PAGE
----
The fact he’s done all of that in just 751 games makes it clear Marchand is going to be near the top of these lists when it’s all said and done. Marchand has been the left wing on the NHL’s best line for three years running, won a Stanley Cup in his rookie season and is a two-time All-Star while being good enough to finish in the top-5 in Hart Trophy voting. He’s known for his antics on the ice, but he’s also one of the best ever to put on a Bruins uniform.

1. Johnny Bucyk 

The Bruins' all-time leader in goals with 545 career scores and a Hall of Famer who played an amazing 21 years in Boston. The Chief was an institution during multiple eras of the Bruins while winning a couple of Cups during the Bobby Orr Era, and a couple of Lady Byng Trophies. In his prime, he posted 51 goals and 116 points in the 1970-71 season.

Bucyk spanned the eras of playing for the legendary Milt Schmidt in the mid-1950’s all the way to end of the Lunch Pail AC crew in the late 1970’s and is one of only six players to ever play more than 1,000 games in a B’s uniform. The only one who played more was Ray Bourque.

Who are the Top 10 NHL players from Massachusetts?

Who are the Top 10 NHL players from Massachusetts?

There’s a strong tradition of hockey in the state of Massachusetts, and not so surprisingly there is also no shortage of standout NHL players from this state.

A great deal of those talented players arrived in the years since Bobby Orr first came to town in Black and Gold and brought with him a hockey rink boom all over the Commonwealth, so there’s no coincidence to the timing of it all.

Another non-shocker: The greatest generation of Massachusetts hockey players continues to be the 1990’s when Jeremy Roenick, Keith Tkachuk and Tony Amonte along with Bill Guerin grew into dominant forces of talent at the NHL level. There may never such a concentration of star NHL players from Massachusetts all playing at the same time.

There were older pioneers and standouts, of course, like St. John’s Prep phenom Bobby Carpenter, one of the few high-level elite Massachusetts guys that laced up for the B's, and Acton-Boxborough’s Tom Barrasso on those Stanley Cup teams in Pittsburgh. Here’s a list of the top-10 all-time NHL players born in Massachusetts with apologies to Scott Young, Mike Milbury, Cory Schneider, Tom Poti, Tom Fitzgerald, Chris Nilan, Shawn McEachern and Jay Pandolfo for not quite making the cut.

Canadiens in the playoffs? Tony Marinaro calls that 'the stupidest thing I've ever heard'

Canadiens in the playoffs? Tony Marinaro calls that 'the stupidest thing I've ever heard'

The one clear benefit of the play-in round for this summer’s Stanley Cup playoff conclusion to the 2019-20 campaign is it gives new life to hockey clubs otherwise out of it with a month to go in the regular season.

The biggest beneficiary of that new postseason life is undoubtedly the Montreal Canadiens, who had the lowest point total (71) of any of the 24 teams that will qualify for the play-in round. The Habs were a bad team playing out the string that’s now been thrown a life preserver due to the unforeseen circumstances of the COVID-19 outbreak.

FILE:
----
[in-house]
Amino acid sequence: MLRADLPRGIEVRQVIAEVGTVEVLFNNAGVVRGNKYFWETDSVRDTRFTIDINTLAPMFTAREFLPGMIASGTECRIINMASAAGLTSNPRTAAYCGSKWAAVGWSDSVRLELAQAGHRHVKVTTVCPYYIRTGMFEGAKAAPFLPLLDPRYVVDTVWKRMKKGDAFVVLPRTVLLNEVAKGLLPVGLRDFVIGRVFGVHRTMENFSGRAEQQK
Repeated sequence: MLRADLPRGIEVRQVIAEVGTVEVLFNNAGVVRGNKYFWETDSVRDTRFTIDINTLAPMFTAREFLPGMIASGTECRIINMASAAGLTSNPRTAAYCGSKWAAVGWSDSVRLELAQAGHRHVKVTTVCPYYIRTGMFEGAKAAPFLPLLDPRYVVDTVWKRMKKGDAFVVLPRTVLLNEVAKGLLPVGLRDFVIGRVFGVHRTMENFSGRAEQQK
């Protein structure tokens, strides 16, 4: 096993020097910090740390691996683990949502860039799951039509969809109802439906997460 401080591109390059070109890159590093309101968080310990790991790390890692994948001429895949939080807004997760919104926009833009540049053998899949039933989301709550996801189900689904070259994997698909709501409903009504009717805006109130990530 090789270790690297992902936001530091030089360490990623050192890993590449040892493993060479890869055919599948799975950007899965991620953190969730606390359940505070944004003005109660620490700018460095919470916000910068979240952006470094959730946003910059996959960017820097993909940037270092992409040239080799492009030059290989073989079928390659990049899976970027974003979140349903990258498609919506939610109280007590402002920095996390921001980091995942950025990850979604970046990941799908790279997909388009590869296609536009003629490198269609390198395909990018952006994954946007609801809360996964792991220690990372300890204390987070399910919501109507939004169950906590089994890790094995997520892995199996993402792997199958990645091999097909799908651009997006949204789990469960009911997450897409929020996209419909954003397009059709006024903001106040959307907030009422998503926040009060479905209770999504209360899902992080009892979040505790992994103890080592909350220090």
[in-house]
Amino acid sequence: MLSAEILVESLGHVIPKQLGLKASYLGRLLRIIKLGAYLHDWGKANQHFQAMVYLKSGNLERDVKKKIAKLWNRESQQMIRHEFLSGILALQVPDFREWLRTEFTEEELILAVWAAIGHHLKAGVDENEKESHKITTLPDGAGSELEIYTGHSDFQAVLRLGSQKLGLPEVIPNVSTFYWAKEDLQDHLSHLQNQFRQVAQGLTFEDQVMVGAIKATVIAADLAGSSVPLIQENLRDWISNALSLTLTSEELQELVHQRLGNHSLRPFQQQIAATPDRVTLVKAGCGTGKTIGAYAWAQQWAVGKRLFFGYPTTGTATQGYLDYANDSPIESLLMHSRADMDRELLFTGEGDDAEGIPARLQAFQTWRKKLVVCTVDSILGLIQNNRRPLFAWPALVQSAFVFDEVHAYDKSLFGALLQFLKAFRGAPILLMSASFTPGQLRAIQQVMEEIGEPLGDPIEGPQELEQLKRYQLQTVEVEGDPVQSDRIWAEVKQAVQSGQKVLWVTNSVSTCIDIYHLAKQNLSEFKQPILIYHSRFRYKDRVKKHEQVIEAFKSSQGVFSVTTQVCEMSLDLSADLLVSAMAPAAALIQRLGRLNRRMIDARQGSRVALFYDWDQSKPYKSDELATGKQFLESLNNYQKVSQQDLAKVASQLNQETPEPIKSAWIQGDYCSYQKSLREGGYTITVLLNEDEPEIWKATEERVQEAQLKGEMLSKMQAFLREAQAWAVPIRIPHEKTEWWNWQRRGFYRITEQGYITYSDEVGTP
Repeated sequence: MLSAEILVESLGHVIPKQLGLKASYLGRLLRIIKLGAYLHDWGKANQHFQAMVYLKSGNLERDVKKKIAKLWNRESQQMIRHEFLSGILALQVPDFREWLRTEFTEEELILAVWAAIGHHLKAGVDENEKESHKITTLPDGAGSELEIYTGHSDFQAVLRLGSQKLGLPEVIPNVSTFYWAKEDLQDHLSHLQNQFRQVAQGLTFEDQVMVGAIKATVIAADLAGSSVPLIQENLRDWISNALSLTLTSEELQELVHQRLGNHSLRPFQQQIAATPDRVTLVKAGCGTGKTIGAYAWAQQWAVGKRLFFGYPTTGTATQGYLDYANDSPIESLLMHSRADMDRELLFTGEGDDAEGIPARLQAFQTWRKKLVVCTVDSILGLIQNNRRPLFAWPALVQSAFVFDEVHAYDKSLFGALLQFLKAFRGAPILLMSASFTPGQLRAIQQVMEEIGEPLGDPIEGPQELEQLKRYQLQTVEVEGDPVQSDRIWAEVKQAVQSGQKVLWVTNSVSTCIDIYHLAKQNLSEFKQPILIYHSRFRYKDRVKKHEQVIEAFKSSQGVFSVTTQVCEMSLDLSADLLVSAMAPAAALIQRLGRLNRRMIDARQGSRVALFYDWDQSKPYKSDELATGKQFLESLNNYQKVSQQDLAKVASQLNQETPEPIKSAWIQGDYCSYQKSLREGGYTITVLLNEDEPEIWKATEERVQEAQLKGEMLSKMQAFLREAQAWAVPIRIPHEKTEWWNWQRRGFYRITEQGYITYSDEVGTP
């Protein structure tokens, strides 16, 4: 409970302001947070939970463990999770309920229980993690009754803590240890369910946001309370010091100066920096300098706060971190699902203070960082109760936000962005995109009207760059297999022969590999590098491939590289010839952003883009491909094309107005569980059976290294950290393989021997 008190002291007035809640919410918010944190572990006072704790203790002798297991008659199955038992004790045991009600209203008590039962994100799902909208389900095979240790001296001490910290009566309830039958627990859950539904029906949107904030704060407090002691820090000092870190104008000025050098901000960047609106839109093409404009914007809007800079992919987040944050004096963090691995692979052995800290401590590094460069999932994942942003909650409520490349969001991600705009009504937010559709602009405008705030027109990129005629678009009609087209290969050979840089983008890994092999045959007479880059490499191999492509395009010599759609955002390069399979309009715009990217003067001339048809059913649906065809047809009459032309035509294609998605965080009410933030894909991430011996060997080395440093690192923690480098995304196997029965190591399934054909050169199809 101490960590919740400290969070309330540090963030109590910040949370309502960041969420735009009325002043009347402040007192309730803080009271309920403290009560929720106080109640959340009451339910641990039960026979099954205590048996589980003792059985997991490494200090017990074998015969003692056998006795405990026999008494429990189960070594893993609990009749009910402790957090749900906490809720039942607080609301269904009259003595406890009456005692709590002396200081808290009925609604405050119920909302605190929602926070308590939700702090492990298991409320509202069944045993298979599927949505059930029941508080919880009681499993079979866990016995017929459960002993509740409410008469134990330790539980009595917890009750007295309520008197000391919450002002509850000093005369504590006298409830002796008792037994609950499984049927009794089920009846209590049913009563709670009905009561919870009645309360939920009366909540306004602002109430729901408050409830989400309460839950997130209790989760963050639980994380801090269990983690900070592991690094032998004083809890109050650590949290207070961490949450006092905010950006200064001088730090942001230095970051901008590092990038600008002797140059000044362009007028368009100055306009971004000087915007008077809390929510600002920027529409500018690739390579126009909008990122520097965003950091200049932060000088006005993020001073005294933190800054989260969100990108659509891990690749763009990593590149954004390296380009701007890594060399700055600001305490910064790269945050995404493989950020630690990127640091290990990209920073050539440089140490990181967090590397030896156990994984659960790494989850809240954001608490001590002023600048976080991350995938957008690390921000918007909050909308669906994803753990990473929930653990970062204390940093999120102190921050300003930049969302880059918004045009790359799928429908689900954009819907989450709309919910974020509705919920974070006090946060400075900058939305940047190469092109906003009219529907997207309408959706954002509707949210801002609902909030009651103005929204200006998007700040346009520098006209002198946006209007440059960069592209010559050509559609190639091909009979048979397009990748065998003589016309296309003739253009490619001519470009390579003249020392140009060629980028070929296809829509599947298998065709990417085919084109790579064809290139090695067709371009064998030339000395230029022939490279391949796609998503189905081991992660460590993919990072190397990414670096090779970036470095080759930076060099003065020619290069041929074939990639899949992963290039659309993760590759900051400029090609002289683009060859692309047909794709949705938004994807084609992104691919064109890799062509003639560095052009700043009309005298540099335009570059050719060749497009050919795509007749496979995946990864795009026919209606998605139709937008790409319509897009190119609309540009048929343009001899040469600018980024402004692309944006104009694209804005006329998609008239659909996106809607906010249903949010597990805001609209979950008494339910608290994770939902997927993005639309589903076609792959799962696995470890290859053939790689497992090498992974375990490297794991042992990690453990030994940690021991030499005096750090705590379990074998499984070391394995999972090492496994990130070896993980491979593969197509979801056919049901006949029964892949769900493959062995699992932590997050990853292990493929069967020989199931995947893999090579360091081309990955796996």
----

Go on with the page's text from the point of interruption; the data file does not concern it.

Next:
Montreal is scheduled to play the fifth-seeded Pittsburgh Penguins once the postseason format begins and will face an uphill battle against a healthy, rested group that still features Sidney Crosby and Evgeni Malkin, and is just a few seasons removed from back-to-back Stanley Cup titles. One would expect that Canadiens fans, media and anyone interested in the Bleu, Blanc and Rouge would be looking for reasons to justify their newfangled postseason presence.

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But TSN 690 radio host Tony Marinaro wasn’t having any of that sunshine Habs talk during a recent NBC Sports Boston Zoom call with myself and Boston Sports Now’s James Murphy when asked about Montreal’s new life.

“The station I work for TSN 690 is the official partner of the Montreal Canadiens. We air Montreal Canadiens on our radio station. This is great for the Montreal Canadiens. It’s great for the fans. It’s great for the radio station that I work for. It’s great for me and it’s great for my show,” said an animated Marinaro. “Now, personally how do I feel about it? I think it’s stupid. [This is] a team that lost eight in a row at one point, and on another occasion lost another eight in a row. On another occasion lost five in a row.

“On another occasion lost three in a row and finished with 31 wins and 40 losses. [They] have a chance at a play-in to get into the actual playoffs? I think it’s the stupidest thing that I’ve ever heard in my life. These are exceptional times that call for exceptional measures. There are a lot of things that I don’t agree with. I think I speak for all of us that we all want hockey back and that the National Hockey League would want to have as many markets involved, in the mix, as possible to try and generate as much interest as possible, and to try and generate as much of the lost revenue as possible. I’m at a point where I just want sports back. As I much as I think it’s stupid, I want sports back more than I think it’s stupid if that makes sense.”

It certainly should make sense to anybody and everybody that loves, and right now misses, the NHL.

The hapless Canadiens were 10 points out of a playoff spot when the NHL regular season went on pause, haven’t made the postseason in back-to-back years, and will have not won a playoff series in five years when they eventually suit up against the Penguins this summer. Despite all of this, they might have a fighting chance with a rested, healthy Carey Price in a short series against a Penguins group coming off a long break.

A win by the Habs in the play-in could even eventually set up a playoff series between the Bruins and the Canadiens. Selfishly, who wouldn’t want to see Claude Julien and his Canadiens match up with the Black and Gold in a playoff series that could help rekindle a rivalry that’s been on life support over the last few seasons?

All that being said, it’s going to be tough to feel like low-seeded play-in teams like the Canadiens actually deserve a regular Stanley Cup playoff berth given so many critical voices viewing skepticism at the 24-team postseason format set up by the NHL.